Official plans to build two new flyovers at Msida Creek have drawn quite a bit of criticism, but an architect has proposed a counter-solution to the town’s heavy traffic problems.
Konrad Xuereb, from the firm KonceptX, has laid out meticulous plans for a metro connecting Malta and Gozo, which he estimated will take ten years to construct.
One of his 20 proposed stations is actually in Msida, between Mater Dei and the University, and he’s even mulling a 21st one in front of the Msida parish church if needs be.
Once this is completed, he explained on Lovin Daily, the entire central Msida area can be pedestrianised.
“Malta has reached saturation point, and we can’t keep widening roads and chopping down trees,” Xuereb explained. “The conundrum is that the more you widen roads. the more you induce demand, so the problem is actually increasing.”
“We must rephrase the question on how to solve the problem of reducing cars. While the proposed flyovers might make you go faster over those 100m, they’ll take you faster to the next traffic jam.”
“In my practice, we’re strong advocates of the need to urgently shift to a mass transit system. Station 7 between University and Mater Dei can be complemented with another one in front of the church and then the whole area can be pedestrianised.”
Xuereb is proposing a single line built in three phases.
The first phase of the project will connect the airport to Mellieħa and make stops at Birżebbuġa, Żejtun, Tarxien, Paola, Valletta, Mater Dei, Sliema, St Julian’s, Pembroke, Buġibba, St Paul’s Bay and Mellieħa.
After five years, work would start on the second phase, connecting the airport to St Paul’s Bay via Qormi, Birkirkara, Lija/Mrieħel and Mosta. After two years, the most ambitious part of the project will commence, linking Mellieħa to Gozo with stops in Xewkija, Rabat and Marsalforn.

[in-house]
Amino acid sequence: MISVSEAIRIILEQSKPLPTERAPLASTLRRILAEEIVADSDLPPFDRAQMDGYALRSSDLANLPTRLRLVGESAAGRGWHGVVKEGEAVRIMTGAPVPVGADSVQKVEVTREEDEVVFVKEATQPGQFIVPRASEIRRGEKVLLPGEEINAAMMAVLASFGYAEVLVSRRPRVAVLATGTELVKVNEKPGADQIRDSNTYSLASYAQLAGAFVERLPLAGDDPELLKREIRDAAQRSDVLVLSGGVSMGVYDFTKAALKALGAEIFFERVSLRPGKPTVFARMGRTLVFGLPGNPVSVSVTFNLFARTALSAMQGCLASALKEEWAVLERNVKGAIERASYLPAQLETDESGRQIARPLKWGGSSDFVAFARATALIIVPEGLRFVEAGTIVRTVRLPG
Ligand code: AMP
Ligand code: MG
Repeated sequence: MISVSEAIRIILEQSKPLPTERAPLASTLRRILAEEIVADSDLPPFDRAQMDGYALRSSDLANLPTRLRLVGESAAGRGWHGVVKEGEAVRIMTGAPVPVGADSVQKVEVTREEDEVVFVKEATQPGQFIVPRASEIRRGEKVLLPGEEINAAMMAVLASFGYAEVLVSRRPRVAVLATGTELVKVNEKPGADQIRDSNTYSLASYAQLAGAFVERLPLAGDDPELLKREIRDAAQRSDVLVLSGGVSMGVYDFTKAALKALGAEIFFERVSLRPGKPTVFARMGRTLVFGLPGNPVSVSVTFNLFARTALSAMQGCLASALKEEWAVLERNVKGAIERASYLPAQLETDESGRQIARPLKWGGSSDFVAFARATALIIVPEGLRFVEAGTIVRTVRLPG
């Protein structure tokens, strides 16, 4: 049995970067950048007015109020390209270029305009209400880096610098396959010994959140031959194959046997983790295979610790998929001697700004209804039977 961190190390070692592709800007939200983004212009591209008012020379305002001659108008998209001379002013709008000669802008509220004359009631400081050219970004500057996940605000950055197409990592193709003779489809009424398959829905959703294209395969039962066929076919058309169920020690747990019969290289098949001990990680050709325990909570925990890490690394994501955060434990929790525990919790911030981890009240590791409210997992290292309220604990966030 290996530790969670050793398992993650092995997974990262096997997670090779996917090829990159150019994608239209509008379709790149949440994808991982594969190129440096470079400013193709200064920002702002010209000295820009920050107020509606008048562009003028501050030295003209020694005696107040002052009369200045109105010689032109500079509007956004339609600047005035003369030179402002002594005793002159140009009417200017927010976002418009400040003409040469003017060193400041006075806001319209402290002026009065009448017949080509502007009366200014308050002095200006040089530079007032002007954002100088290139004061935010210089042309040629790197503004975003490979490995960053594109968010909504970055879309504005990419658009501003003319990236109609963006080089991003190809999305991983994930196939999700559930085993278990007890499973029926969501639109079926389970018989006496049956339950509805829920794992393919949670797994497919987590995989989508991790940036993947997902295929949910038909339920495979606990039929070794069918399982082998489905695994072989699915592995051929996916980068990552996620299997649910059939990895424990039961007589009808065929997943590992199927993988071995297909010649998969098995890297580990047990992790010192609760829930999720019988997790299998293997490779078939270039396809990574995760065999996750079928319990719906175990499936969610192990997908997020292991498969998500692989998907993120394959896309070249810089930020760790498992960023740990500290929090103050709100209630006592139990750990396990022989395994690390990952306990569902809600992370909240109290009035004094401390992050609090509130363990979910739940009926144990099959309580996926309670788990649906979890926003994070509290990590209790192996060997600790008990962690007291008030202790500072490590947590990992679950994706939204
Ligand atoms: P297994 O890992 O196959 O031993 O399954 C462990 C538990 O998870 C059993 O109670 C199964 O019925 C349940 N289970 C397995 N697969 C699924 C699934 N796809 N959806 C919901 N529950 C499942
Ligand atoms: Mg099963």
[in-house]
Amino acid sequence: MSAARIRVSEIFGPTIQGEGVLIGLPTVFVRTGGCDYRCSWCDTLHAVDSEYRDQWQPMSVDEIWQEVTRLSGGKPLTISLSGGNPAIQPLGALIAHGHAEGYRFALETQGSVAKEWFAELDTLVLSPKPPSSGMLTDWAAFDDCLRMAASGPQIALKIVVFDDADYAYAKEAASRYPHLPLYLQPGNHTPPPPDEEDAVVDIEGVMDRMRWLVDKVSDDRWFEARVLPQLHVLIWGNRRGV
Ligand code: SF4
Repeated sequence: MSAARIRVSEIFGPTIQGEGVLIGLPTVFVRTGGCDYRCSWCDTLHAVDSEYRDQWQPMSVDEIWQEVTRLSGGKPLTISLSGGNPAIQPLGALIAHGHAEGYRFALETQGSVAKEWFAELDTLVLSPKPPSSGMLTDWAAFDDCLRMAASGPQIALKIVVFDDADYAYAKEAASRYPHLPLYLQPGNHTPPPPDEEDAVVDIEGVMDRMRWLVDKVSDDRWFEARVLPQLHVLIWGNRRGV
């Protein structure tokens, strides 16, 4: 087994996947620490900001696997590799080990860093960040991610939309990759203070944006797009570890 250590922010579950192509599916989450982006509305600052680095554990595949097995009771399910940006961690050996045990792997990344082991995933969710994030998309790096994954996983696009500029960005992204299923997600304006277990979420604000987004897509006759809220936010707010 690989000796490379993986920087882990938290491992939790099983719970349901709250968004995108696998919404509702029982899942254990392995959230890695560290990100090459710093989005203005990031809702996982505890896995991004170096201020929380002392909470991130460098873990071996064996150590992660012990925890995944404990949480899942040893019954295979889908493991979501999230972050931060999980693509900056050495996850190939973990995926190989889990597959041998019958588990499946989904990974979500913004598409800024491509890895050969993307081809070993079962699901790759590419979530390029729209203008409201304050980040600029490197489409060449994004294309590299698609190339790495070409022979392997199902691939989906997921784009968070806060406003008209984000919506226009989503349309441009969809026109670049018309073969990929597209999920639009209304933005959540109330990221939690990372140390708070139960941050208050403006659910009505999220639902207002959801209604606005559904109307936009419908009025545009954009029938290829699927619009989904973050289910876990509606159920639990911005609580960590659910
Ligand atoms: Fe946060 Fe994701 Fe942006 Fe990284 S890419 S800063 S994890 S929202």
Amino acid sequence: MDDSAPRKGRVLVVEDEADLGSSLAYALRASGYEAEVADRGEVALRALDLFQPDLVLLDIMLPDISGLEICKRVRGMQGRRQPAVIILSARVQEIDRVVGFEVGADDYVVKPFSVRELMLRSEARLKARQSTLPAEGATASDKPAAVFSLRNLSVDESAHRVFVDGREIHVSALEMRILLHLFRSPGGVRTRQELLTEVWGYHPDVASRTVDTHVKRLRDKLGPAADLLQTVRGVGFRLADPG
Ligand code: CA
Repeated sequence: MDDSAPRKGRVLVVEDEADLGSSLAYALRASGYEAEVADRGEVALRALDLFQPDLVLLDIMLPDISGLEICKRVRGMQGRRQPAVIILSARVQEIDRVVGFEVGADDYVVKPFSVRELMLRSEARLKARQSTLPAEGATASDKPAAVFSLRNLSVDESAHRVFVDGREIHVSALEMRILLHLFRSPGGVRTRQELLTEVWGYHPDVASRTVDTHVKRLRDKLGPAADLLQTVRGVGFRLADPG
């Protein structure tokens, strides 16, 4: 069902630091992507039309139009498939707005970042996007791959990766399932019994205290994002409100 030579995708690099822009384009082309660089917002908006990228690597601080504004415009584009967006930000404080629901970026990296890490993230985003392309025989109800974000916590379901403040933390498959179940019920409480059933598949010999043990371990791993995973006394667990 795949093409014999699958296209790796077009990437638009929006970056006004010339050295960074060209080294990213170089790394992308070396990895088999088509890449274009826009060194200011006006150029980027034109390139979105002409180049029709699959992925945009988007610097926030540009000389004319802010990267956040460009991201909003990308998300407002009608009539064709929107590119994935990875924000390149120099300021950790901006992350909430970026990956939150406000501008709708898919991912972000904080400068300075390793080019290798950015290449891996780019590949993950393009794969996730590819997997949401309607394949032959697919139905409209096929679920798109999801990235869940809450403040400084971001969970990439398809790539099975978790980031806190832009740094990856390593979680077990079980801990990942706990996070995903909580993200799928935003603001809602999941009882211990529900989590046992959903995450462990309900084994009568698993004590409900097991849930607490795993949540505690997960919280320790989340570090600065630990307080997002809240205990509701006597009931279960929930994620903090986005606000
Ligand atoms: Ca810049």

While the station locations were selected based on population and business density, towns without a station will be connected to stations via shuttle buses.
“There’ll be non-stop shuttle buses from Mosta to Rabat every five minutes, non-stop buses from Paola to the Three Cities, from Birżebbuġa to Marsaxlokk.”
“You can catch a bus for a few minutes and you’re round the corner from where you live.”
He estimates that the project will cost €4 billion, out of which €1.75 billion will come from public funds, and that it will be financially feasible after 30 years if 25% of the current population (excluding tourists) uses it on a daily basis at the cost of €2 per ticket.
Xuereb predicts that the COVID-19 pandemic could serve as a catalyst, both because mindsets have become more climate-conscious and because governments tend to react to economic downturns by investing even more in public infrastructure.
“The world, including Malta, has signed the Paris Agreement which comes with huge obligations, while the EU has set a target to be carbon-neutral by 2050,” he noted.
“To achieve this, we must move ASAP from a car-centric mentality. If Malta wants to retain its competitive edge, even from a tourism perspective, we need to shift from a car-centric to a people-centric mindset, which will see us obtain more funding and research rather than a brain drain.”
“In times of downturn, governments do tend to spend more on public projects and the beauty of [our proposal] is that the government will get a greater long-term return for every euro it spends.”
Meanwhile, with an alternative transport system in place, fewer people will use cars, which will allow the government to pedestrianise main areas like another architecture firm has recently proposed for St Anne’s Street in Floriana.
“These kinds of projects will work once there’s an alternative because one can then take active measures to pedestrianise roads. Not only in Floriana and Pieta, but even at the Mosta Square and main avenue, and Paola’s main avenue. This will catalyse businesses and more will start opening.”
“The current road widening measures are scientifically proven to induce more demand for roads so the problem will only get worse. It’s like a bottleneck… you can widen but ultimately you need to get out of the main road.”
“So what will we do then? Cut through the town centres? Road widening ultimately makes the problem worse…”